• Tailgating: 5,600 Friends, or Your College Football Weekend Discussion Thread

    This column has been appearing weekly during college football season for over a year now, and we're proud of the work that we do here and have built up a quasi-institutional vocabulary and set of topics we love. The Egg Bowl (EGGGGGGGGGGGGGGGG BOOOOOOOOOOOWWWWWWLLLLLLLL!!!!!!!!!!) wasn't our first love, and while we're thrilled CBS will be picking up the game this season and putting it on national, network television this year, we love the esoteric and the obscure in the sport as much as the obvious and the grand.


    Last year, in an answer to our traditional, hypothetical first question, I elected to go to a Division III college football game between the Mount Union Purple Raiders and the John Carroll Blue Streaks. The two small-school, northeast Ohio football powers, who both entered the game 9-0, played a barnburner ending in a Mount Union victory, 42-34. In a battle of second-year coaches, Tom Arth leads his Blue Streaks back to the scene of the crime in Alliance, Ohio, to take on Vince Kehres’s Purple Raiders. Much of what I wrote about last year’s game still rings true:

    Quote Originally Posted by Matt Kocsan
    This week, though, I’m thinking small and I’m traveling to Alliance, Ohio, which sits on the border between Stark and Mahoning counties, about as far from the Pro Football Hall of Fame in Canton as it is from the Pennsylvania border. Of all the games I could take in this weekend, I want to watch the Mount Union Purple Raiders—the top-ranked team in NCAA’s Division III—take on the John Carroll Blue Streaks.

    If you’ve only heard of one Div. III team in college football, it’s probably Mount Union. Larry Kehres turned the small northeast Ohio college into a powerhouse, amassing an all-time record of 332-24-3 while winning eleven national championships, all of them since 1993, before passing the program on to his son following another 15-0 season which culminated in a national title. They’ve also won every Ohio Athletic Conference championship since 1992. The OAC is a marvelous little conference in Division III, featuring mascots ranging from the literary (the Marietta Pioneers!) to the creative (the Ohio Northern Polar Bears!) to the esoteric (the Heidelberg Student Princes!) to the just plain weird (the Muskingum Fighting, um… Muskies). John Carroll, the alma mater of Don Shula, has typically played the also-ran in the conference, often the second-best team in the league and unable to manage a victory over the behemoth since 1989. Tom Arth’s squad, though, is undefeated, is ranked ninth nationally for their division, and is outscoring opponents on average 45.7 to 3.7. That’s not a misprint. The numbers for Mount Union are equally impressive. Make no mistake, these are both very good football teams.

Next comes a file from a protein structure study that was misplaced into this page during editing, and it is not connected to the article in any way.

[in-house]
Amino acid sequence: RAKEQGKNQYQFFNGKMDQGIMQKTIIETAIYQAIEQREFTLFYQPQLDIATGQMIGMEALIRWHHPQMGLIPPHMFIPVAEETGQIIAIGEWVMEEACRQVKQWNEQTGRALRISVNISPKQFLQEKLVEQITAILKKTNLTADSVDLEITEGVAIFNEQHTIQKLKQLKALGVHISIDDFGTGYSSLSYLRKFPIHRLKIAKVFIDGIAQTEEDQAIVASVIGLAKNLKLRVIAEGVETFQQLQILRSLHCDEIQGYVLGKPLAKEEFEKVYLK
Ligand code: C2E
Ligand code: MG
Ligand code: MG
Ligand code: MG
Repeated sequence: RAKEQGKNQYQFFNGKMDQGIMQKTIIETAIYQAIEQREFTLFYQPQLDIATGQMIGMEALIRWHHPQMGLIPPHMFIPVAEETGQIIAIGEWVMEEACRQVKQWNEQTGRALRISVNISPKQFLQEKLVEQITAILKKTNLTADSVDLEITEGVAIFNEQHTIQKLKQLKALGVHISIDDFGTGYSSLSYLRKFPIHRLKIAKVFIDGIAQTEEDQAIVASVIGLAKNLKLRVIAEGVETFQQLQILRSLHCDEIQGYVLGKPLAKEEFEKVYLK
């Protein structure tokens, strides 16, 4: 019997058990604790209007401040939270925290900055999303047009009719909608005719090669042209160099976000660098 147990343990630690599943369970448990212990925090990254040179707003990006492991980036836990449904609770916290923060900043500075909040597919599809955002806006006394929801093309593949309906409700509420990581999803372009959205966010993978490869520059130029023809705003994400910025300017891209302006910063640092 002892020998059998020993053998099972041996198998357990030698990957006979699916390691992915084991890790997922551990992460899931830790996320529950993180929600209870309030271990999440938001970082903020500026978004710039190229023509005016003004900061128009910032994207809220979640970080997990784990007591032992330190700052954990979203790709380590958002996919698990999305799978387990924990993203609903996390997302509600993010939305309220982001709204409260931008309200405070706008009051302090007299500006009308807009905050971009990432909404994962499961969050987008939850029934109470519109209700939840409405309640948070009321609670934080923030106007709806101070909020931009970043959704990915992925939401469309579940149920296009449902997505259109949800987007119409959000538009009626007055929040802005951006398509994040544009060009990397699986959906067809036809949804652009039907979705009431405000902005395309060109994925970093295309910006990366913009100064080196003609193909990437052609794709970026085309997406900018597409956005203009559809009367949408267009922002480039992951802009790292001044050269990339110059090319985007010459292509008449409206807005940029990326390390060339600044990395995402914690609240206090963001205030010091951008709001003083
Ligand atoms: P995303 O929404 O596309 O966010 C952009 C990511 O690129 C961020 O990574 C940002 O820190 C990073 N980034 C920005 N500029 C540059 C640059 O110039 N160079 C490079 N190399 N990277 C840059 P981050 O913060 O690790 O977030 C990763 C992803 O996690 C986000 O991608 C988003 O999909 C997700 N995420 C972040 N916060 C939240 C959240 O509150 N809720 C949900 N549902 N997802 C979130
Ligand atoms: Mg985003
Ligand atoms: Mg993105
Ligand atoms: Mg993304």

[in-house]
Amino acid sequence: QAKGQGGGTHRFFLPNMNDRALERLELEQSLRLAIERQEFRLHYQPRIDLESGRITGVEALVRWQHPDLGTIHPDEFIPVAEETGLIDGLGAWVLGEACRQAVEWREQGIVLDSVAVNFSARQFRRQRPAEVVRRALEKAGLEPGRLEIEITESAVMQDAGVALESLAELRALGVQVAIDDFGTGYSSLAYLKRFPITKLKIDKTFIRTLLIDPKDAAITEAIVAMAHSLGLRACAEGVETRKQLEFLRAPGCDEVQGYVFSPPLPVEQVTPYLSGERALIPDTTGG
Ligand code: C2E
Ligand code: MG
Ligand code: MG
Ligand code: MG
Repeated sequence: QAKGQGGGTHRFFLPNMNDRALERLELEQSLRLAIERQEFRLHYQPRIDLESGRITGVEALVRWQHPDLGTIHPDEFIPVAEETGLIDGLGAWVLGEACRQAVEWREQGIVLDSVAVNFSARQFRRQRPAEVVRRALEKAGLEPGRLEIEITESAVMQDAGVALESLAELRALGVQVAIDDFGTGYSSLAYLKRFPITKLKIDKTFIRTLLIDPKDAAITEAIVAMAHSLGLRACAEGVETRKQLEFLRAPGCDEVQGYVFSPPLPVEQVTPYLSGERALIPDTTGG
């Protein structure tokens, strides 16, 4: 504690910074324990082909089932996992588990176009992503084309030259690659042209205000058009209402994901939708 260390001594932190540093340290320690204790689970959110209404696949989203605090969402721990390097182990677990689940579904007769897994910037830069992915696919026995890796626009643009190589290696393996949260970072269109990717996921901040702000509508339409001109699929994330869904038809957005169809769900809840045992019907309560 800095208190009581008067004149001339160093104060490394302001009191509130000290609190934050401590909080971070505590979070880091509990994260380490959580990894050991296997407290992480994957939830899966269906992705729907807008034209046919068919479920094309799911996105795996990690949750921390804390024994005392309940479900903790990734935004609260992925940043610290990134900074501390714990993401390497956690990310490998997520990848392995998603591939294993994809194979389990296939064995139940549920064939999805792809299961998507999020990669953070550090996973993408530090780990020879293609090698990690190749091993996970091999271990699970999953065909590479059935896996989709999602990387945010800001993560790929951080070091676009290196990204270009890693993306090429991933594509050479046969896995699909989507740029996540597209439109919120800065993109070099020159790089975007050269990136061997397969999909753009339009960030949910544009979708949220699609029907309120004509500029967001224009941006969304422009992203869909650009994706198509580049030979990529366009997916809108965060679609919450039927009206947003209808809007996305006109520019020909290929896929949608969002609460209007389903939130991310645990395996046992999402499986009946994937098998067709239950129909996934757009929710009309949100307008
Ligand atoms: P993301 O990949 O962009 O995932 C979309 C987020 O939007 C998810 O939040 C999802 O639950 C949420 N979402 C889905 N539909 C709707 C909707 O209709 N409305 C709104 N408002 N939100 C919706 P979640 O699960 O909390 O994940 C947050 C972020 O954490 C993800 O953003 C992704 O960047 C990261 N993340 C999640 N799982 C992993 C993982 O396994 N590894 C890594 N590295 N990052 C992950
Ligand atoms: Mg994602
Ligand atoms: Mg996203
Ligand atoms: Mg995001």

As fate would have it, JCU’s road to the conference championship runs through Mount Union Stadium, as they’ll have to travel just over an hour from their campus on Cleveland’s suburban east side to unseat their nemesis of over two decades. This may not be the final meeting between the two this season, though, as the loser will almost certainly qualify for Division III’s 32-team playoff. We could see a rematch as late as the national semi-finals. All the same, these two teams will play at least one game before an expected capacity crowd, some 5,600—approximately 82,000 fewer than will watch Auburn play host to Georgia, and probably less than at least five high school football playoff games in Ohio that very night.
    I’ll be rooting for the Blue Streaks again this year, for reasons of patriotism, and think Mark Myers and his crew from the Jesuit university of some 3,000 undergrads may just pull it off this year. Next weekend, we’ll visit the Ivy League for one of our Games of the Week, and may treat with some of the lower-division playoffs in addition to our usual and comprehensive coverage of major college football.